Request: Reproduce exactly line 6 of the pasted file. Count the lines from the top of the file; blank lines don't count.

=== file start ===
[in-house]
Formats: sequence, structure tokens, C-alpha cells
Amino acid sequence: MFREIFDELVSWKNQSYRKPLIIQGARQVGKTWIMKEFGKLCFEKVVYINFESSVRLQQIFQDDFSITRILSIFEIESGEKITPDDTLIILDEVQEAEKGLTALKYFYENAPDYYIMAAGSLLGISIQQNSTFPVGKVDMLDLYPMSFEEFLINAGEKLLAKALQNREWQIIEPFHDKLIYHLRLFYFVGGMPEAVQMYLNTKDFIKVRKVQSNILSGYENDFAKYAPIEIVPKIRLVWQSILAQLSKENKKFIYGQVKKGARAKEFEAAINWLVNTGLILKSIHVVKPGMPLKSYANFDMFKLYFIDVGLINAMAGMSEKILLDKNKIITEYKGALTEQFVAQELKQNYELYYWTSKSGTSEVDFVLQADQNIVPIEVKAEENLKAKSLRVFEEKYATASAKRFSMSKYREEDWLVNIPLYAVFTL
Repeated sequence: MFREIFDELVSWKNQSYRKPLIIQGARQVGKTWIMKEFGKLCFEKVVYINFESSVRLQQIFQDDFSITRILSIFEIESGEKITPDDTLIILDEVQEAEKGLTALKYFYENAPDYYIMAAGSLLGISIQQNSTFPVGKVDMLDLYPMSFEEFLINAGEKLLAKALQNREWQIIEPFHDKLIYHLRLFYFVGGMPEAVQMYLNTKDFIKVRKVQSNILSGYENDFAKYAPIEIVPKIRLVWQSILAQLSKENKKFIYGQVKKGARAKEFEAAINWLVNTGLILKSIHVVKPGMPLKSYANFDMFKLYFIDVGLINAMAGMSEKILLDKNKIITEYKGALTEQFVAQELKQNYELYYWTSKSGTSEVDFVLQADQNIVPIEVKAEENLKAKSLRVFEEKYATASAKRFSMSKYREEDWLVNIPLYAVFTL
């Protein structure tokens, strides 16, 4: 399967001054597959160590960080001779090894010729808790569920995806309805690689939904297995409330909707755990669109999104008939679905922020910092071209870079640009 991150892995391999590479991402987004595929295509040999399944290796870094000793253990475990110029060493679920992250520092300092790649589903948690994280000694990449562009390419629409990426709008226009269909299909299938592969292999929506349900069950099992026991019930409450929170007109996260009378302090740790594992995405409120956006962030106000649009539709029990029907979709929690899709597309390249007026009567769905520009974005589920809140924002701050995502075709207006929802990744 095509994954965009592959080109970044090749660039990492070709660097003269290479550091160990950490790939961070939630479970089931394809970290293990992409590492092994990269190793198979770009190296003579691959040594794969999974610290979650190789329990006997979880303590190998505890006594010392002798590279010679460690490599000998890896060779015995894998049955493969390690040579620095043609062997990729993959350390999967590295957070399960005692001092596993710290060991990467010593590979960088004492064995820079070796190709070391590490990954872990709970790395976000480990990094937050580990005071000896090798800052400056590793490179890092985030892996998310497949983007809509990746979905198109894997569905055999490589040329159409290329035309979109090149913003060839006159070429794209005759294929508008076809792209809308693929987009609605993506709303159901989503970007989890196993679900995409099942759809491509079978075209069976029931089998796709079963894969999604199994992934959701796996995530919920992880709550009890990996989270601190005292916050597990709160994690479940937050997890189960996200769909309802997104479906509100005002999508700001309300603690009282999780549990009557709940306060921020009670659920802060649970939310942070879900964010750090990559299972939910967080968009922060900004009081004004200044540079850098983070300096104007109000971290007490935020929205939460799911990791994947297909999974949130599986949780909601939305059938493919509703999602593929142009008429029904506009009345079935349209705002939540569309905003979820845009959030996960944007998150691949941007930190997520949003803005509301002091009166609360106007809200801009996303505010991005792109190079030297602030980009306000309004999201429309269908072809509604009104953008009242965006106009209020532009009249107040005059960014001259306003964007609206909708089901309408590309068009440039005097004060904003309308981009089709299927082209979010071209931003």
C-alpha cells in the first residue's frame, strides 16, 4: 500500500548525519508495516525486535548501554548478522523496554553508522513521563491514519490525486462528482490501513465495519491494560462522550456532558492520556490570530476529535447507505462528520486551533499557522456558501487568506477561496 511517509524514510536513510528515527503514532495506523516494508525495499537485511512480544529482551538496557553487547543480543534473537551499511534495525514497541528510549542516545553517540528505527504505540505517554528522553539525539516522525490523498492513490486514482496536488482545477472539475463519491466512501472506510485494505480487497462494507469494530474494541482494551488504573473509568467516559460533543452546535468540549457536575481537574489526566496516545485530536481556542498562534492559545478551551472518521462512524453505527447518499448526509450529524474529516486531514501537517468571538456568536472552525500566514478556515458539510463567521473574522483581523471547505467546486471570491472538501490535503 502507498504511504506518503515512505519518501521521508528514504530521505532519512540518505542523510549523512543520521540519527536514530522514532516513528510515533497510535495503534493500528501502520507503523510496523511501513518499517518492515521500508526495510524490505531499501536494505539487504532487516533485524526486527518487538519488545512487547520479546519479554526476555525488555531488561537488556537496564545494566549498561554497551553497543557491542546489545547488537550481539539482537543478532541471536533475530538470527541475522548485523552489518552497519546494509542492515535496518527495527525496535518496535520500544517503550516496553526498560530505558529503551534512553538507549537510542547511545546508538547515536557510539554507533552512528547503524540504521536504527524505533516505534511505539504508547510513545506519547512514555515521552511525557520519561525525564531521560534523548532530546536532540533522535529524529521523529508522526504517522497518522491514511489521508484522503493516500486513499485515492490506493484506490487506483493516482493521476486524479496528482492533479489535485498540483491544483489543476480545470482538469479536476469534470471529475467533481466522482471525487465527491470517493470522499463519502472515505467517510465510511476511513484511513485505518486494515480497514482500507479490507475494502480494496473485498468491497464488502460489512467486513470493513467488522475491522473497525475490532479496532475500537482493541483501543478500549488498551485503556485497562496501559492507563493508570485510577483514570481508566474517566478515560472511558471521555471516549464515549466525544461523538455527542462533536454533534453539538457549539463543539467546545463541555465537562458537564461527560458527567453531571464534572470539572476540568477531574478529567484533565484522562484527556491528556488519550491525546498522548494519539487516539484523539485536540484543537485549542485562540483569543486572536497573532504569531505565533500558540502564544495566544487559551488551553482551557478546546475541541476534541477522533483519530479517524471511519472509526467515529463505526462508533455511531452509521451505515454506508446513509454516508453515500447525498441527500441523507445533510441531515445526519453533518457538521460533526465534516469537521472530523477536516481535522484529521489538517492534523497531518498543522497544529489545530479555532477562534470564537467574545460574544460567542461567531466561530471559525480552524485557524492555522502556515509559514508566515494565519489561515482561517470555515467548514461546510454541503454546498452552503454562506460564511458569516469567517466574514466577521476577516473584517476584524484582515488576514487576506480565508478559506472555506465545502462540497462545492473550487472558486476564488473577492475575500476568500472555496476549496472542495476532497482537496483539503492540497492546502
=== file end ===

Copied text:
C-alpha cells in the first residue's frame, strides 16, 4: 500500500548525519508495516525486535548501554548478522523496554553508522513521563491514519490525486462528482490501513465495519491494560462522550456532558492520556490570530476529535447507505462528520486551533499557522456558501487568506477561496 511517509524514510536513510528515527503514532495506523516494508525495499537485511512480544529482551538496557553487547543480543534473537551499511534495525514497541528510549542516545553517540528505527504505540505517554528522553539525539516522525490523498492513490486514482496536488482545477472539475463519491466512501472506510485494505480487497462494507469494530474494541482494551488504573473509568467516559460533543452546535468540549457536575481537574489526566496516545485530536481556542498562534492559545478551551472518521462512524453505527447518499448526509450529524474529516486531514501537517468571538456568536472552525500566514478556515458539510463567521473574522483581523471547505467546486471570491472538501490535503 502507498504511504506518503515512505519518501521521508528514504530521505532519512540518505542523510549523512543520521540519527536514530522514532516513528510515533497510535495503534493500528501502520507503523510496523511501513518499517518492515521500508526495510524490505531499501536494505539487504532487516533485524526486527518487538519488545512487547520479546519479554526476555525488555531488561537488556537496564545494566549498561554497551553497543557491542546489545547488537550481539539482537543478532541471536533475530538470527541475522548485523552489518552497519546494509542492515535496518527495527525496535518496535520500544517503550516496553526498560530505558529503551534512553538507549537510542547511545546508538547515536557510539554507533552512528547503524540504521536504527524505533516505534511505539504508547510513545506519547512514555515521552511525557520519561525525564531521560534523548532530546536532540533522535529524529521523529508522526504517522497518522491514511489521508484522503493516500486513499485515492490506493484506490487506483493516482493521476486524479496528482492533479489535485498540483491544483489543476480545470482538469479536476469534470471529475467533481466522482471525487465527491470517493470522499463519502472515505467517510465510511476511513484511513485505518486494515480497514482500507479490507475494502480494496473485498468491497464488502460489512467486513470493513467488522475491522473497525475490532479496532475500537482493541483501543478500549488498551485503556485497562496501559492507563493508570485510577483514570481508566474517566478515560472511558471521555471516549464515549466525544461523538455527542462533536454533534453539538457549539463543539467546545463541555465537562458537564461527560458527567453531571464534572470539572476540568477531574478529567484533565484522562484527556491528556488519550491525546498522548494519539487516539484523539485536540484543537485549542485562540483569543486572536497573532504569531505565533500558540502564544495566544487559551488551553482551557478546546475541541476534541477522533483519530479517524471511519472509526467515529463505526462508533455511531452509521451505515454506508446513509454516508453515500447525498441527500441523507445533510441531515445526519453533518457538521460533526465534516469537521472530523477536516481535522484529521489538517492534523497531518498543522497544529489545530479555532477562534470564537467574545460574544460567542461567531466561530471559525480552524485557524492555522502556515509559514508566515494565519489561515482561517470555515467548514461546510454541503454546498452552503454562506460564511458569516469567517466574514466577521476577516473584517476584524484582515488576514487576506480565508478559506472555506465545502462540497462545492473550487472558486476564488473577492475575500476568500472555496476549496472542495476532497482537496483539503492540497492546502